Tuesday, December 20, 2011

One Wig Stand glams up Christmas!


Charity and Glam. 
What better combination to gear up for the Holidays season?

One Wig Stand is giving all the ladies in Lebanon an opportunity to grab one of the few remaining creations that were designed for Bras for a Cause.  

Hold on.

If you've been meditating in some far away mountain or held captive in a cave by a hungry bear; which are the only two reasonable reasons not to have heard of Bras for a Cause, you are hereby pardoned. After all, 'tis the season to be forgiving. 

Just make sure you get up to speed with the Middle East's biggest Fashion Meets Goodwill event of the year, at least before 2011 ends. And why not, be part of it! 

So redeem yourself properly and pay One Wig Stand a visit tomorrow December 21 or the day after, that is December 22; just being thorough so there's no misunderstanding when you're marking your calendar.

Not only will you meet fantastic people, but you'll also have lots of fun. That's a guarantee. Here's a taste of what awaits you at this year's Christmas Bra-Zaar:

  • Shop for bras in a cozy girlie-girl gathering with nice music, munchies, drinks and other little festive surprises. Chocolate truffles, mini-cupcakes and cookies for all!

  • BRA PRICES AND SIZES: prices are very affordable and range between $18-30. Various sizes available for B to D cups

  • Full proceeds of all bra sales will be donated to regional breast cancer organizations as part of the large-scale Bras for a Cause campaign.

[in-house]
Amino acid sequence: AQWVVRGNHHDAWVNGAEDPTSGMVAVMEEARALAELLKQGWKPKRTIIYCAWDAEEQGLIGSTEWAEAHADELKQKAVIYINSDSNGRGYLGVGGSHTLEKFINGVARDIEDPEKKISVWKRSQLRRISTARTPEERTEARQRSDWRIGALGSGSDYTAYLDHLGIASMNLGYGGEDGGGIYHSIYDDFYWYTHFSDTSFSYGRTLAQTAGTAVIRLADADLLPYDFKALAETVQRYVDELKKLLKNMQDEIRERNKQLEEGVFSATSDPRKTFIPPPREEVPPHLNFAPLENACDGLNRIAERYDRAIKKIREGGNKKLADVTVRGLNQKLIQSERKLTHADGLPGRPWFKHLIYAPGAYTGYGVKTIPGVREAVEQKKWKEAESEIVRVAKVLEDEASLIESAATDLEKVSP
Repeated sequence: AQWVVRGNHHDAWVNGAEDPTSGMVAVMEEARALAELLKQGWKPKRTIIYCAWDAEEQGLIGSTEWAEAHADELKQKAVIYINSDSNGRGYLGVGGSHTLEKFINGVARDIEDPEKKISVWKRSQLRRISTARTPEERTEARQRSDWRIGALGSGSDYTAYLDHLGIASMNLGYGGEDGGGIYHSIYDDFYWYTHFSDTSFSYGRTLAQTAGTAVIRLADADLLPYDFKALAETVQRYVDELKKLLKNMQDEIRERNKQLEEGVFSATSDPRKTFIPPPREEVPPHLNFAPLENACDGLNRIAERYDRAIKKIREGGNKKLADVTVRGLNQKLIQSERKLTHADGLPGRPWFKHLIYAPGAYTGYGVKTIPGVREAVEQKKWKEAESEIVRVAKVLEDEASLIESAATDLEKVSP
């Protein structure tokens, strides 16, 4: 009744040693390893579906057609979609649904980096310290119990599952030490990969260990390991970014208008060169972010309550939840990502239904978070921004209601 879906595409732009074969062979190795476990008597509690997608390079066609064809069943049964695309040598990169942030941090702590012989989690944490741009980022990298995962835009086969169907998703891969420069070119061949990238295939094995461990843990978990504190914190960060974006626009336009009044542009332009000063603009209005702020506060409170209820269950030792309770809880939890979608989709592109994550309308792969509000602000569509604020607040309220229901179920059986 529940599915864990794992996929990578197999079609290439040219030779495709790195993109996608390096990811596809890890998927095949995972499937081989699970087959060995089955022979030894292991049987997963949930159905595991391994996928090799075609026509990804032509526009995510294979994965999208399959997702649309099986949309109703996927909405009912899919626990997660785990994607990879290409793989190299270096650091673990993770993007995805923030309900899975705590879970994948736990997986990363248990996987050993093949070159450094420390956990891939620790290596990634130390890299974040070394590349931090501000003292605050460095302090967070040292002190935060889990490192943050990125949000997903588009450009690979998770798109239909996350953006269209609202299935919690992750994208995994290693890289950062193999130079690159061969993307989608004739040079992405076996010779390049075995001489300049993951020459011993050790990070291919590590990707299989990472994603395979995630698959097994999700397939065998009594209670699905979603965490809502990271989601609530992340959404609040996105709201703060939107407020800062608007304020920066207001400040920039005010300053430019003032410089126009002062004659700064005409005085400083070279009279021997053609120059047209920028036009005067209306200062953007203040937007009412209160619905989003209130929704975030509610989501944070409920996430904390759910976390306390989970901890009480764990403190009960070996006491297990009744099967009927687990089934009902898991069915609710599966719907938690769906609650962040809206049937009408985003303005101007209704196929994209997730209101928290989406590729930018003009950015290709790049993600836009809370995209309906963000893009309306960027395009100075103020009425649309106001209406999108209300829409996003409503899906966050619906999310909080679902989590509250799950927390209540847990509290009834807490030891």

• MASTECTOMY BRAS: We'll also be selling mastectomy bras if you know someone who needs one. Trust us, they'll love the sexy designs with comfortable and discreet prosthesis pockets. 

  • BRA FITTINGS: K-Lynn Lingerie Specialist Tiffany Karam Youssef will be available at the event to help with bra fittings for anyone interested to get the right size and suggestions for the optimal bra for your body. Every person who gets fitted will additionally get a 20% discount card for their next K-Lynn Lingerie purchase! 

  • OPENING HOURS: Wednesday Dec. 21: 3-9 pm and Thursday Dec. 22: 3-9 pm. Pass by any time - it'll be open house! We'll have a fitting room area for anyone who wants to try the bras before purchasing. 

  • WHERE'S IT HAPPENING? One Wig Stand office in Achrafieh, Lebanon, right next to ABC Ashrafieh if you're driving up from Spinneys. Feel free to call 01-203112 for additional directions.

  • VOLUNTEERS OR COLLABORATIONS: Want to help out? Have some creative ideas to make this an even more fun, memorable night? Email OneWigStand@gmail.com.     

And here are your Bookmarks for more Holidays Shopping, with a heart:

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Tuesday, December 13, 2011

Opening the Gate


This year, Dubai has seen remarkable Lebanese productions shine at its annual International Film Festival which is wrapping tomorrow, December 14. (Feeling very proud).